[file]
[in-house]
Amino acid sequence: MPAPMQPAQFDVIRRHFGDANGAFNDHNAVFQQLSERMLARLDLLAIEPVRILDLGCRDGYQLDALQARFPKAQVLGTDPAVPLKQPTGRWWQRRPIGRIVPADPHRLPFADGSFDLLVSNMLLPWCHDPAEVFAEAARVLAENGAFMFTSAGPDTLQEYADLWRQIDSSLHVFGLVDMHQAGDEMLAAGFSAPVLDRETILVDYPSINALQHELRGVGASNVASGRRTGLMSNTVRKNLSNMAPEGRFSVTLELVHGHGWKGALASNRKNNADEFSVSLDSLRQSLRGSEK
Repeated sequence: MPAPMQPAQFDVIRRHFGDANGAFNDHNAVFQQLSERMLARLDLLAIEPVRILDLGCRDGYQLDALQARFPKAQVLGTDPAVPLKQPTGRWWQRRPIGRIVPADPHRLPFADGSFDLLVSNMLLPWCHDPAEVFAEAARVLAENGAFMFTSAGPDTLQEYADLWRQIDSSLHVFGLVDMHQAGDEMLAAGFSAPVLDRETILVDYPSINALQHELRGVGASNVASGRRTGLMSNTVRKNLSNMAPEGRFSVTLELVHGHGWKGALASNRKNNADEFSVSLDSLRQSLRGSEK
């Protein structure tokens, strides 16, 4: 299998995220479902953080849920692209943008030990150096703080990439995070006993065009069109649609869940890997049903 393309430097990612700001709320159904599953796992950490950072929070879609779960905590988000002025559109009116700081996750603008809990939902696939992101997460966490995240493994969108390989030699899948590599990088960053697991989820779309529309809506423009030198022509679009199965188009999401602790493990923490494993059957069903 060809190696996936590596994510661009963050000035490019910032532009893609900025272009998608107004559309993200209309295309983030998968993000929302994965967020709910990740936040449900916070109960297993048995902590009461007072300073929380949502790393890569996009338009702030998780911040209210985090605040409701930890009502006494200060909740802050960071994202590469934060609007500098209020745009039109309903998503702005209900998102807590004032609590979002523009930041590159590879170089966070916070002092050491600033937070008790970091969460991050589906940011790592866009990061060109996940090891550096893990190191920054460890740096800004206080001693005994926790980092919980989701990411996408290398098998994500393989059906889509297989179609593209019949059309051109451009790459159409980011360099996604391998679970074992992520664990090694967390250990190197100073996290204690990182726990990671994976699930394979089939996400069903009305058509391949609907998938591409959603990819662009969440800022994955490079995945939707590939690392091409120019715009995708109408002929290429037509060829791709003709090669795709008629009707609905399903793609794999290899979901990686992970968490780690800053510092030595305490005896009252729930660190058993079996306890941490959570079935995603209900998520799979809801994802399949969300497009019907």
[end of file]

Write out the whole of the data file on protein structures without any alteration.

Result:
[in-house]
Amino acid sequence: MPAPMQPAQFDVIRRHFGDANGAFNDHNAVFQQLSERMLARLDLLAIEPVRILDLGCRDGYQLDALQARFPKAQVLGTDPAVPLKQPTGRWWQRRPIGRIVPADPHRLPFADGSFDLLVSNMLLPWCHDPAEVFAEAARVLAENGAFMFTSAGPDTLQEYADLWRQIDSSLHVFGLVDMHQAGDEMLAAGFSAPVLDRETILVDYPSINALQHELRGVGASNVASGRRTGLMSNTVRKNLSNMAPEGRFSVTLELVHGHGWKGALASNRKNNADEFSVSLDSLRQSLRGSEK
Repeated sequence: MPAPMQPAQFDVIRRHFGDANGAFNDHNAVFQQLSERMLARLDLLAIEPVRILDLGCRDGYQLDALQARFPKAQVLGTDPAVPLKQPTGRWWQRRPIGRIVPADPHRLPFADGSFDLLVSNMLLPWCHDPAEVFAEAARVLAENGAFMFTSAGPDTLQEYADLWRQIDSSLHVFGLVDMHQAGDEMLAAGFSAPVLDRETILVDYPSINALQHELRGVGASNVASGRRTGLMSNTVRKNLSNMAPEGRFSVTLELVHGHGWKGALASNRKNNADEFSVSLDSLRQSLRGSEK
């Protein structure tokens, strides 16, 4: 299998995220479902953080849920692209943008030990150096703080990439995070006993065009069109649609869940890997049903 393309430097990612700001709320159904599953796992950490950072929070879609779960905590988000002025559109009116700081996750603008809990939902696939992101997460966490995240493994969108390989030699899948590599990088960053697991989820779309529309809506423009030198022509679009199965188009999401602790493990923490494993059957069903 060809190696996936590596994510661009963050000035490019910032532009893609900025272009998608107004559309993200209309295309983030998968993000929302994965967020709910990740936040449900916070109960297993048995902590009461007072300073929380949502790393890569996009338009702030998780911040209210985090605040409701930890009502006494200060909740802050960071994202590469934060609007500098209020745009039109309903998503702005209900998102807590004032609590979002523009930041590159590879170089966070916070002092050491600033937070008790970091969460991050589906940011790592866009990061060109996940090891550096893990190191920054460890740096800004206080001693005994926790980092919980989701990411996408290398098998994500393989059906889509297989179609593209019949059309051109451009790459159409980011360099996604391998679970074992992520664990090694967390250990190197100073996290204690990182726990990671994976699930394979089939996400069903009305058509391949609907998938591409959603990819662009969440800022994955490079995945939707590939690392091409120019715009995708109408002929290429037509060829791709003709090669795709008629009707609905399903793609794999290899979901990686992970968490780690800053510092030595305490005896009252729930660190058993079996306890941490959570079935995603209900998520799979809801994802399949969300497009019907």